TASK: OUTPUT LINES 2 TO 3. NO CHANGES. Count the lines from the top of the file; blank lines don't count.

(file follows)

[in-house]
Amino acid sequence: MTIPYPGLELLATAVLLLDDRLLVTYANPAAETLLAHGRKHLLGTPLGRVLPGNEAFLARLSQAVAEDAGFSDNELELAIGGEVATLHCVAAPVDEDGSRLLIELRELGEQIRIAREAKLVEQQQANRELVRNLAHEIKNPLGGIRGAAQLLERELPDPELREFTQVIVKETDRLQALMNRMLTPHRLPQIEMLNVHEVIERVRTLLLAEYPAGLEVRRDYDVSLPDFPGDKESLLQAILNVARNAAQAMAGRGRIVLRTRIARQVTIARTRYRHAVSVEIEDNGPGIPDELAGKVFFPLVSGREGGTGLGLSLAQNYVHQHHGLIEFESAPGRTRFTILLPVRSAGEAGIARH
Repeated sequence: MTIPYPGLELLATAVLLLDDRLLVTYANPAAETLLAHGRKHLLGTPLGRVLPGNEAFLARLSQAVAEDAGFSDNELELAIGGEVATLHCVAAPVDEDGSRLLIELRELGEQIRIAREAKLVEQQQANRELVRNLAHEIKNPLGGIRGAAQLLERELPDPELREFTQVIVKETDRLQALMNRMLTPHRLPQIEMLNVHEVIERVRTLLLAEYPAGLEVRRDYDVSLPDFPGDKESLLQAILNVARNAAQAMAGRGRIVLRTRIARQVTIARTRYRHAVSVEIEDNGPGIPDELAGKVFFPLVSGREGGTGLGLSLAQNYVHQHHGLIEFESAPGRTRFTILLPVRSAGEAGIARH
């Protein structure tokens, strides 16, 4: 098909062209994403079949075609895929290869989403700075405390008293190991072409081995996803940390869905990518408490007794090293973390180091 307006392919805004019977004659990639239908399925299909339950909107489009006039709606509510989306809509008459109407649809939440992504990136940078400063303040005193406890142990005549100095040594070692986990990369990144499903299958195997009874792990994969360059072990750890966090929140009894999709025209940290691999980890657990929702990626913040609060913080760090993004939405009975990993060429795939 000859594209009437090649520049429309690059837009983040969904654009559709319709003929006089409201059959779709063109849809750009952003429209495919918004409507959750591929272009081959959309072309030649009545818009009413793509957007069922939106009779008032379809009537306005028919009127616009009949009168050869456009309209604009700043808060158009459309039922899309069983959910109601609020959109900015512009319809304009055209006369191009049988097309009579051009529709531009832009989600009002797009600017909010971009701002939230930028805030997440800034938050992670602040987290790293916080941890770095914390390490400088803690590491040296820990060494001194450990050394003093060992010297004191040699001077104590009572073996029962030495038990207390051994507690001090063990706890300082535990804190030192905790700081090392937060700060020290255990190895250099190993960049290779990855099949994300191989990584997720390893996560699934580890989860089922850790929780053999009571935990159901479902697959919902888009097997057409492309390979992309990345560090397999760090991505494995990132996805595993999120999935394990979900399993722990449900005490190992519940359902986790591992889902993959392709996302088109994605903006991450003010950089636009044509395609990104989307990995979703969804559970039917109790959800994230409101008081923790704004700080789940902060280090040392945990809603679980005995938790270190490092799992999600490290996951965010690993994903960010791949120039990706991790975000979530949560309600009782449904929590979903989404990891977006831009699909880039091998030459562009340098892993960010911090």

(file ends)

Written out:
Amino acid sequence: MTIPYPGLELLATAVLLLDDRLLVTYANPAAETLLAHGRKHLLGTPLGRVLPGNEAFLARLSQAVAEDAGFSDNELELAIGGEVATLHCVAAPVDEDGSRLLIELRELGEQIRIAREAKLVEQQQANRELVRNLAHEIKNPLGGIRGAAQLLERELPDPELREFTQVIVKETDRLQALMNRMLTPHRLPQIEMLNVHEVIERVRTLLLAEYPAGLEVRRDYDVSLPDFPGDKESLLQAILNVARNAAQAMAGRGRIVLRTRIARQVTIARTRYRHAVSVEIEDNGPGIPDELAGKVFFPLVSGREGGTGLGLSLAQNYVHQHHGLIEFESAPGRTRFTILLPVRSAGEAGIARH
Repeated sequence: MTIPYPGLELLATAVLLLDDRLLVTYANPAAETLLAHGRKHLLGTPLGRVLPGNEAFLARLSQAVAEDAGFSDNELELAIGGEVATLHCVAAPVDEDGSRLLIELRELGEQIRIAREAKLVEQQQANRELVRNLAHEIKNPLGGIRGAAQLLERELPDPELREFTQVIVKETDRLQALMNRMLTPHRLPQIEMLNVHEVIERVRTLLLAEYPAGLEVRRDYDVSLPDFPGDKESLLQAILNVARNAAQAMAGRGRIVLRTRIARQVTIARTRYRHAVSVEIEDNGPGIPDELAGKVFFPLVSGREGGTGLGLSLAQNYVHQHHGLIEFESAPGRTRFTILLPVRSAGEAGIARH